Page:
Whitefly threat actor group linked to the massive SingHealth data breach from 2018
- Whitefly cybercriminal group has been active since at least 2017.
- Its target includes organizations in the telecommunications, healthcare, engineering and media sectors.
New details regarding the massive data breach that occurred at Singapore’s SingHealth and resulted in the theft of 1.5 million patient records have emerged recently. Whitefly, a previously unknown threat actor group has been held responsible for the attack.
The big picture - In a detailed reported, Symantec identified that Whitefly threat actor group was behind the attack on Singapore’s healthcare organization SingHealth. The attack occurred in July 2018.
Whitefly cybercriminal group has been active since at least 2017 and its target includes organizations in the telecommunications, healthcare, engineering and media sectors. Most of these companies are based in Singapore. It is primarily interested in stealing a large amount of sensitive information.
How did they operate - Whitefly compromises their victims using both custom malware and open-source hacking tools. It also uses living off the land tactics, such as malicious Powershell scripts to launch its attack.
The general infection process of Whitefly is initiated by using a dropper that arrives in the form of malicious .exe or .dll files. In order to evade suspicion, these files are distributed as documents or images and purport to offer information on job openings.
Once the dropper is opened, it runs a loader known as Trojan.Vcrodat on the computer.
“Whitefly has consistently used a technique known as search order hijacking to run Vcrodat. This technique takes advantage of the fact that Windows does not require an application to provide a specific path for a DLL that it wishes to load,” Symantec explained.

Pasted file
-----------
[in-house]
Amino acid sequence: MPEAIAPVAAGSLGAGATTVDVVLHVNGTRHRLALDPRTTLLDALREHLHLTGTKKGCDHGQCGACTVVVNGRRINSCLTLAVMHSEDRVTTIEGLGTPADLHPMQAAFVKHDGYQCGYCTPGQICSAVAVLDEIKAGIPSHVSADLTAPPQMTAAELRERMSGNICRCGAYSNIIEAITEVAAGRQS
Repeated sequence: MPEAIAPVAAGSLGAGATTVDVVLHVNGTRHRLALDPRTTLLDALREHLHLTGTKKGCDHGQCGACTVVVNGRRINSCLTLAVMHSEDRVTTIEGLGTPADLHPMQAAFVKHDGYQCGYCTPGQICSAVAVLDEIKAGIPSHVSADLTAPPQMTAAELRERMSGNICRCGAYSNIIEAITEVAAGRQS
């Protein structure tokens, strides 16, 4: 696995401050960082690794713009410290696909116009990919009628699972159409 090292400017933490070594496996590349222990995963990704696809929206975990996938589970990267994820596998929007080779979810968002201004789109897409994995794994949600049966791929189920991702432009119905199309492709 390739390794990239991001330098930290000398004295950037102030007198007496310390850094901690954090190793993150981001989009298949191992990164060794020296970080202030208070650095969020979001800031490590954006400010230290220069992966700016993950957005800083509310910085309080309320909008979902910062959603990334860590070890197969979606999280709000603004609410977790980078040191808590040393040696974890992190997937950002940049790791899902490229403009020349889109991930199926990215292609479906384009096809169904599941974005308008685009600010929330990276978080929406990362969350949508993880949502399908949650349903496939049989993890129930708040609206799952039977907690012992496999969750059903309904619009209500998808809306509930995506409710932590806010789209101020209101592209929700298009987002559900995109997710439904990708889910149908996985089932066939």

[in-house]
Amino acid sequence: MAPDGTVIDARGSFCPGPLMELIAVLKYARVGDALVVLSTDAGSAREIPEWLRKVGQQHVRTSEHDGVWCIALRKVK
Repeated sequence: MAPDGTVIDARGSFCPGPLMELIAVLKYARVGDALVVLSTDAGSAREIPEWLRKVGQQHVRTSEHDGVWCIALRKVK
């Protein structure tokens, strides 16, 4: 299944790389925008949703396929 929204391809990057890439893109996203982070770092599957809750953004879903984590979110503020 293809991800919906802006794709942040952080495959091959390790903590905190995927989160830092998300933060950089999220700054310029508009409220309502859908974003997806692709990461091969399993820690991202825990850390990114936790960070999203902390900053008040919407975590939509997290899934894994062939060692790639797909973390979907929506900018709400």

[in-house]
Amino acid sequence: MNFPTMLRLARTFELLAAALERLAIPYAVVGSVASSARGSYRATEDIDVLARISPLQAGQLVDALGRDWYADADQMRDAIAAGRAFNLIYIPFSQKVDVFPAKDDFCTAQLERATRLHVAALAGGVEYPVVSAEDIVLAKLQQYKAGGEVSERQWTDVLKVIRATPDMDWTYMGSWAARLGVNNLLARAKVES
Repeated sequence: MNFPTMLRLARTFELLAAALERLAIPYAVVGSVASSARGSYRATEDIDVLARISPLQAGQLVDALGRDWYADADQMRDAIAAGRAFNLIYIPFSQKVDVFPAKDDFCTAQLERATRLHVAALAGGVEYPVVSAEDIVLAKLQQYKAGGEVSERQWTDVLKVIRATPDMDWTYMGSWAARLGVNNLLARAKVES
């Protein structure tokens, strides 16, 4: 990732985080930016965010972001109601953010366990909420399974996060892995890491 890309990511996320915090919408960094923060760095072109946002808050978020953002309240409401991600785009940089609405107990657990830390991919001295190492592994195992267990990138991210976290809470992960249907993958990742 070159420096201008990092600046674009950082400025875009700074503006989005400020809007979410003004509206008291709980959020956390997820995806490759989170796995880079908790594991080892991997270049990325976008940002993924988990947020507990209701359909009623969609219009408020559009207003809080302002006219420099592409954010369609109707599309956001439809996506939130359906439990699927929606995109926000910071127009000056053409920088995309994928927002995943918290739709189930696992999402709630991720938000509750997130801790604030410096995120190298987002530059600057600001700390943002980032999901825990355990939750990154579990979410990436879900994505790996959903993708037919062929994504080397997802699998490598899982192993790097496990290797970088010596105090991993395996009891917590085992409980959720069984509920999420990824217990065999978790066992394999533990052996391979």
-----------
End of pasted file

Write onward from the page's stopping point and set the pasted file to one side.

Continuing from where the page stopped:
The group leverages search order hijacking to assure that its malicious DLLs will be executed. Targeting security applications could allow the attackers to gain higher privileges for the malware, since the vendor’s component may be run with elevated privileges.
Once the Vcrodat trojan is launched, it loads an encrypted payload on victims’ computers. The payload contacts a C2 domain in order to download additional tools.
Whitefly usually attempts to remain within a targeted organization for long periods of time—often months—in order to steal large volumes of information. It keeps the compromise alive by deploying a number of tools that facilitate communication between the attackers and infected computers.
Additional malware used in selected attacks - In some attacks, Whitefly threat actor group has used another custom malware named Trojan.Nibatad. Like Vcrodat, Nibatad is also a loader that leverages search order hijacking. It downloads an encrypted payload on to the infected computers and facilitates the attackers to conduct information theft.
Whitefly currently appears to focus on targeting organizations in Singapore. However, its tactics, techniques, and procedures are similar to those used by several other threat actor groups.